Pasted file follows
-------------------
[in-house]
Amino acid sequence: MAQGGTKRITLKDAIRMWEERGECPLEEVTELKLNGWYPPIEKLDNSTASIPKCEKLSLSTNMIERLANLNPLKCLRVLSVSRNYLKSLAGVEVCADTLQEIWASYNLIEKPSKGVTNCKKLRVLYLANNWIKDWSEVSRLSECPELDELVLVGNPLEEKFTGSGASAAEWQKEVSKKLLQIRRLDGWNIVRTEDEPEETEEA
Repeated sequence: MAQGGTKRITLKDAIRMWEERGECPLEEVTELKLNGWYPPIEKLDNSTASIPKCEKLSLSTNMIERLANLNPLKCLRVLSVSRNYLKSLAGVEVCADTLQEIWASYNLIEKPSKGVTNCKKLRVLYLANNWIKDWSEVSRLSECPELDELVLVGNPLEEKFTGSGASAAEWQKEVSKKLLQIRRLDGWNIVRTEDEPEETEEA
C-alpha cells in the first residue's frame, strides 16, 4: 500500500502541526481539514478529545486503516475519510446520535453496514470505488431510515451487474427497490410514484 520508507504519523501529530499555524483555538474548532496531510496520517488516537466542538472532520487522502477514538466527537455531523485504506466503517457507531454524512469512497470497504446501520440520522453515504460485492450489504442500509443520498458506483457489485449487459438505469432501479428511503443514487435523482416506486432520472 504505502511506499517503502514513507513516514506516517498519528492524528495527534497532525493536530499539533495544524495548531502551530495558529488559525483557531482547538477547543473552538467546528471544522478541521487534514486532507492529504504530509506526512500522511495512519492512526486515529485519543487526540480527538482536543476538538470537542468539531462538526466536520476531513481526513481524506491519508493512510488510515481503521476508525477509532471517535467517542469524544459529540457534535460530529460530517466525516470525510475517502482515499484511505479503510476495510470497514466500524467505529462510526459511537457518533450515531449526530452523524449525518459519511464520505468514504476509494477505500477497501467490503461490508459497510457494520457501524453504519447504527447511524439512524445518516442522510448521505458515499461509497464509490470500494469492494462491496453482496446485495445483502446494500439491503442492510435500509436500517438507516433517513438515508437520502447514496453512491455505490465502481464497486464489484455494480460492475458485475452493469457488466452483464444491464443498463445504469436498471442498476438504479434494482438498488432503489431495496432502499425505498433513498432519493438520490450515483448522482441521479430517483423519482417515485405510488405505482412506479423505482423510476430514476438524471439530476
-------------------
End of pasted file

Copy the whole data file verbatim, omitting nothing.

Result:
[in-house]
Amino acid sequence: MAQGGTKRITLKDAIRMWEERGECPLEEVTELKLNGWYPPIEKLDNSTASIPKCEKLSLSTNMIERLANLNPLKCLRVLSVSRNYLKSLAGVEVCADTLQEIWASYNLIEKPSKGVTNCKKLRVLYLANNWIKDWSEVSRLSECPELDELVLVGNPLEEKFTGSGASAAEWQKEVSKKLLQIRRLDGWNIVRTEDEPEETEEA
Repeated sequence: MAQGGTKRITLKDAIRMWEERGECPLEEVTELKLNGWYPPIEKLDNSTASIPKCEKLSLSTNMIERLANLNPLKCLRVLSVSRNYLKSLAGVEVCADTLQEIWASYNLIEKPSKGVTNCKKLRVLYLANNWIKDWSEVSRLSECPELDELVLVGNPLEEKFTGSGASAAEWQKEVSKKLLQIRRLDGWNIVRTEDEPEETEEA
C-alpha cells in the first residue's frame, strides 16, 4: 500500500502541526481539514478529545486503516475519510446520535453496514470505488431510515451487474427497490410514484 520508507504519523501529530499555524483555538474548532496531510496520517488516537466542538472532520487522502477514538466527537455531523485504506466503517457507531454524512469512497470497504446501520440520522453515504460485492450489504442500509443520498458506483457489485449487459438505469432501479428511503443514487435523482416506486432520472 504505502511506499517503502514513507513516514506516517498519528492524528495527534497532525493536530499539533495544524495548531502551530495558529488559525483557531482547538477547543473552538467546528471544522478541521487534514486532507492529504504530509506526512500522511495512519492512526486515529485519543487526540480527538482536543476538538470537542468539531462538526466536520476531513481526513481524506491519508493512510488510515481503521476508525477509532471517535467517542469524544459529540457534535460530529460530517466525516470525510475517502482515499484511505479503510476495510470497514466500524467505529462510526459511537457518533450515531449526530452523524449525518459519511464520505468514504476509494477505500477497501467490503461490508459497510457494520457501524453504519447504527447511524439512524445518516442522510448521505458515499461509497464509490470500494469492494462491496453482496446485495445483502446494500439491503442492510435500509436500517438507516433517513438515508437520502447514496453512491455505490465502481464497486464489484455494480460492475458485475452493469457488466452483464444491464443498463445504469436498471442498476438504479434494482438498488432503489431495496432502499425505498433513498432519493438520490450515483448522482441521479430517483423519482417515485405510488405505482412506479423505482423510476430514476438524471439530476